Patrick Hughes - Contemporary Day Sale London Sunday, June 28, 2009 | Phillips

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  • Provenance

    Donated by the artist

  • Catalogue Essay

    Patrick Hughes uses all the monocular visual cues in his paintingsi n a creative and meticulous fashion to fool the user into accepting the plausibility of the scene in front of them. All the edges converge on vanishing points, the texture gradients of the flooring and walls are correct, the shadows reinforce the geometry of the surfaces, objects are in the correct relative order and sizes from front to back.However since this scene is painted on a 3 dimensional surface that exactly reverses the apparent perspective, when we move our eyes inrelation to the painting the scene appears to move as if it were real. This is the effect of motion parallax. For many first time viewers of Reverspective it  can be quite disconcerting, as they can get  a visceral feeling of accelerated motion or body extension when they move their head in relation to the painting.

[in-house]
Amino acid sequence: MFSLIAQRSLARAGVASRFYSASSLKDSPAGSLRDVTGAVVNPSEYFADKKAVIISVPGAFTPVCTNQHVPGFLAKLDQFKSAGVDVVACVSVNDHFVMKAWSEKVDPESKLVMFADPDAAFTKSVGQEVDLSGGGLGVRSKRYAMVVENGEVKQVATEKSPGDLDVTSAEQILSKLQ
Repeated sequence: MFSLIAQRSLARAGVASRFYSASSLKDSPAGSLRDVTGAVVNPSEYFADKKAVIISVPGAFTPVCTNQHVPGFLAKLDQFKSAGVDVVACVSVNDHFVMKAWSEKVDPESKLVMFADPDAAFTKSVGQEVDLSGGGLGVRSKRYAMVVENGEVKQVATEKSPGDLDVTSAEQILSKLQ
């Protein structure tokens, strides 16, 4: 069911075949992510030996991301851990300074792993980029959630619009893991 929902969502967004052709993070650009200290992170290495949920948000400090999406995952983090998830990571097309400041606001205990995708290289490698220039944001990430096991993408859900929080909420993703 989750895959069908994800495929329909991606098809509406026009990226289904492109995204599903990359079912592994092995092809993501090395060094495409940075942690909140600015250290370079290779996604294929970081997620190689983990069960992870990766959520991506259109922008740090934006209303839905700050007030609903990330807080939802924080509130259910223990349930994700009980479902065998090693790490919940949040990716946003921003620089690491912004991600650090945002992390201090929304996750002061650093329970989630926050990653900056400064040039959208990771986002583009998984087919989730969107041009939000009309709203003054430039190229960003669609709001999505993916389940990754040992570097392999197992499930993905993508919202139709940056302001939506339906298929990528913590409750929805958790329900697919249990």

Very often viewers are so curious on their first observation of Reverspective that they move or wobble from side to side to accentuate the effect. This is often referred to by those visiting shows with a Hughes Reverspective as the ‘Hughes dance'.(From



Way Out

Oil on wood in artist's wooden frame.
67.4 x 140 1/2 x 14 1/2 cm. (26 1/2 x 55 1/4 x 5 1/4 in).
Signed, titled and dated 'Way Out Patrick Hughes 2008' on the reverse.

£15,000 - 20,000 

Sold for £15,000

Contemporary Day Sale

29 June 2009, 4pm